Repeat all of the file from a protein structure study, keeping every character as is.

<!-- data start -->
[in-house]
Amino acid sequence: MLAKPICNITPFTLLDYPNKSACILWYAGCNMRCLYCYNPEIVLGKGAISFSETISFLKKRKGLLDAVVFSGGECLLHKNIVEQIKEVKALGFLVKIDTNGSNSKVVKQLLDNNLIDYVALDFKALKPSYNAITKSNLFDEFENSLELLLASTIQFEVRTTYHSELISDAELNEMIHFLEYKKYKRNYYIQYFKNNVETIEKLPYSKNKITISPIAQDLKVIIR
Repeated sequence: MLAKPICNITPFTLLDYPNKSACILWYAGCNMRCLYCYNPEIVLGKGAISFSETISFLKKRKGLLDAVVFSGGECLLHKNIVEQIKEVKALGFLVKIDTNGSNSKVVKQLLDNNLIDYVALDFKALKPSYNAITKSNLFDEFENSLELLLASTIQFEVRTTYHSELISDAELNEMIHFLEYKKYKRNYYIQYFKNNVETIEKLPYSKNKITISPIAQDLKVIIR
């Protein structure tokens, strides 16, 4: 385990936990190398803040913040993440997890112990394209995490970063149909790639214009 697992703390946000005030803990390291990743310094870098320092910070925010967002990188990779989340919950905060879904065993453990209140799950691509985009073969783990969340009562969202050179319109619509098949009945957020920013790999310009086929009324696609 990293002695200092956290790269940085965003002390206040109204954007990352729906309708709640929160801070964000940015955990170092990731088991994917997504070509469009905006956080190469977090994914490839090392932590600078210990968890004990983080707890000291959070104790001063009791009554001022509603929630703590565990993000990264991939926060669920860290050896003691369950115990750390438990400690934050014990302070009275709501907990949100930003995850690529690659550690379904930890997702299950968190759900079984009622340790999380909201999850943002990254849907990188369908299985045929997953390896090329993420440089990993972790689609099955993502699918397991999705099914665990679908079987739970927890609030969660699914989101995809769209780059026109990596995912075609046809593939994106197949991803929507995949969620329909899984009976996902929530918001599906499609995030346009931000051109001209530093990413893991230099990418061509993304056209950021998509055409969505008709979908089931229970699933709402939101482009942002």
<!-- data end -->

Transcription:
[in-house]
Amino acid sequence: MLAKPICNITPFTLLDYPNKSACILWYAGCNMRCLYCYNPEIVLGKGAISFSETISFLKKRKGLLDAVVFSGGECLLHKNIVEQIKEVKALGFLVKIDTNGSNSKVVKQLLDNNLIDYVALDFKALKPSYNAITKSNLFDEFENSLELLLASTIQFEVRTTYHSELISDAELNEMIHFLEYKKYKRNYYIQYFKNNVETIEKLPYSKNKITISPIAQDLKVIIR
Repeated sequence: MLAKPICNITPFTLLDYPNKSACILWYAGCNMRCLYCYNPEIVLGKGAISFSETISFLKKRKGLLDAVVFSGGECLLHKNIVEQIKEVKALGFLVKIDTNGSNSKVVKQLLDNNLIDYVALDFKALKPSYNAITKSNLFDEFENSLELLLASTIQFEVRTTYHSELISDAELNEMIHFLEYKKYKRNYYIQYFKNNVETIEKLPYSKNKITISPIAQDLKVIIR
């Protein structure tokens, strides 16, 4: 385990936990190398803040913040993440997890112990394209995490970063149909790639214009 697992703390946000005030803990390291990743310094870098320092910070925010967002990188990779989340919950905060879904065993453990209140799950691509985009073969783990969340009562969202050179319109619509098949009945957020920013790999310009086929009324696609 990293002695200092956290790269940085965003002390206040109204954007990352729906309708709640929160801070964000940015955990170092990731088991994917997504070509469009905006956080190469977090994914490839090392932590600078210990968890004990983080707890000291959070104790001063009791009554001022509603929630703590565990993000990264991939926060669920860290050896003691369950115990750390438990400690934050014990302070009275709501907990949100930003995850690529690659550690379904930890997702299950968190759900079984009622340790999380909201999850943002990254849907990188369908299985045929997953390896090329993420440089990993972790689609099955993502699918397991999705099914665990679908079987739970927890609030969660699914989101995809769209780059026109990596995912075609046809593939994106197949991803929507995949969620329909899984009976996902929530918001599906499609995030346009931000051109001209530093990413893991230099990418061509993304056209950021998509055409969505008709979908089931229970699933709402939101482009942002």